One of the things I was counting on when I published, Being A Landlord Questions My Faith In Humanity, was readers coming out of the woodwork questioning why I would be so lenient when my tenants were so thoughtless. Most were empathetic to my situation, but some blamed me for my tenant’s actions. That’s cool. I like to blame TV for my consumption habits.
At the end of the day, I got $216,000 worth of rent over 24 months, a completely redone backyard mostly paid for by them, a professionally cleaned house, and $1,000 of their $17,000 deposit. Things could have been much worse if you read some of the tenant horror stories in the comments section.
My tenants were generally nice guys. They were just clueless. When I sent them the picture of the trash explosion the next day, they immediately called a junk truck to collect everything a couple hours later. They could have just disappeared into the wind since they had their deposits back. But they didn’t.
Hopefully my post will encourage people to be more thoughtful. At the very least, it provides some insights for current and future landlords. I always try to highlight the good with the bad on my road towards financial utopia (doesn’t exist, sorry).
In this post, I’d like to highlight the downside of being financially independent. I don’t know any other landlord who would not have charged a single late fee after eight times of tardiness. But you know I’ve got a masochistic side, looking for ridiculous situations to share with all of you!
The Downside Of Being FIRE
1) Not optimizing for maximum financial returns. When you are financially independent, you don’t need more money because you already have money. If the counter party isn’t financially independent as well, you start feeling a little slimy for trying to optimize your returns. As a result, you aren’t negotiating the best deals. You aren’t shopping around to find the best bargains. You’re definitely not driving around the block to find a free parking spot. And you’re always booking flights late because you value optionality.
Instead of optimizing for financial returns, you start maximizing for peace and harmony. With each late payment, I had a choice of letting it go or laying down the hammer, which might have led to more property damage and further disregard of the lease. I knew they would eventually pay, so I showed kindness.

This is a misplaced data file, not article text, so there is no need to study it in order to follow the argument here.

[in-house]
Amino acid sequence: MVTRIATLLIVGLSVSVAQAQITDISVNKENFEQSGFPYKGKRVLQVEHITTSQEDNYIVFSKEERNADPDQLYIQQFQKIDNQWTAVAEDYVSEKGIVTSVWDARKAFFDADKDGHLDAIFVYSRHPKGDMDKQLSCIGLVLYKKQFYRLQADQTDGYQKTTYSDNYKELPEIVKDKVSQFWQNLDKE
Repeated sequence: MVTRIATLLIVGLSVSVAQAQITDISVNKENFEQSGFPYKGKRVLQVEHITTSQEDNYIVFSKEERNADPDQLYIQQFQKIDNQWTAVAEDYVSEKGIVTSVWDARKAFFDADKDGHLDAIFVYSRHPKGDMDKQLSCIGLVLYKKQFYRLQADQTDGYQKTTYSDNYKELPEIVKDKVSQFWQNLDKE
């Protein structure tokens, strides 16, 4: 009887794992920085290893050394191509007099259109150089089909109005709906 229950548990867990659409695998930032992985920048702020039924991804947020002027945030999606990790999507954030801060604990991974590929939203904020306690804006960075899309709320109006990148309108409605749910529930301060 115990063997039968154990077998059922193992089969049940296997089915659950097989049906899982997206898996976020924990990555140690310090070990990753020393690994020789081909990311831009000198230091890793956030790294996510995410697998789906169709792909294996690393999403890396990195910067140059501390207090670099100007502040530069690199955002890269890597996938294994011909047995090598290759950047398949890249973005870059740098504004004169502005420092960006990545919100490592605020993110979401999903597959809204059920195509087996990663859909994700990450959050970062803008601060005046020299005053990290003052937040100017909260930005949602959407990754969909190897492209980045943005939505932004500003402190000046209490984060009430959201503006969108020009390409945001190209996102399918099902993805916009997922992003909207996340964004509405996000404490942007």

By forgiving their tardiness, I wanted to build credits for future instances when I couldn’t come over in a timely manner to fix something or address an issue. And it worked on two occasions: 1) The kitchen faucet lost cold water pressure for some reason. My master tenant volunteered to meet the plumber, make the payment, and oversee the project. 2) Then my microwave stopped working one day. It was a custom size that was built into the cabinetry. He took it upon himself to go to Best Buy, then to a private party when Best Buy didn’t carry such a model to pick one up, pay for it, and install it. His actions saved me at least three hours of time.
My main mantra is to always give as much as possible first. This way, people are more inclined to do right by you in the future. I’m a peacekeeper by nature who believes everything can be worked out through an open discussion.
2) People will take advantage of your kindness. It doesn’t matter how rich you are, nobody ever wants to be taken advantage of. Yes, my tenants were taking advantage that I wasn’t penalizing them $250 for each time they were late. But the way I saw it was I had $2,000 worth of credit I could withhold from their $17,000 security deposit if they didn’t comply with what I asked for before moving out.
They knew this, which is why one of the tenants said the day before move out, “We won’t let you down Sam!”
I have a wealthy friend who escaped to Paris for a year with his wife and four kids because he couldn’t stand getting hit up for money all the time. He told me, “Every time I open my inbox, I get some random person whom I don’t even know asking if I could donate $100,000 to some organization I don’t care for. It’s maddening I tell you. How about at least getting to know me first?”
One time I met a friend for drinks. He was talking to this startup female founder who was once an ex-beauty pageant queen. She was attractive and she knew it by the way she talked about her relationships with “high powered VCs.” Both my friend and the founder had to leave, so instead of paying for her own drink, she looked at me and said, “I’ve got to run. It was nice meeting you,” implying that I was to pick up her tab. Since she Usain bolted, of course I had to pay even though we just met. I’ll give her startup a 0.1% chance of surviving with that type of entitlement.
Finally, I get bombarded every day with questions from people who don’t bother to make a connection first. I’ve been asked to give a diagnostic of their entire financial lives. Some have asked whether I can help them with their marriages. Others have asked me to help them with their online business plan. The most common question I get is, “Can I pick your brain?” I’m not sure how anybody thinks that’s enjoyable.
To avoid being taken advantage is one of the key reasons for practicing Stealth Wealth. If people know you are financially independent, they’ll do everything they can to extract as much time and money from you as possible.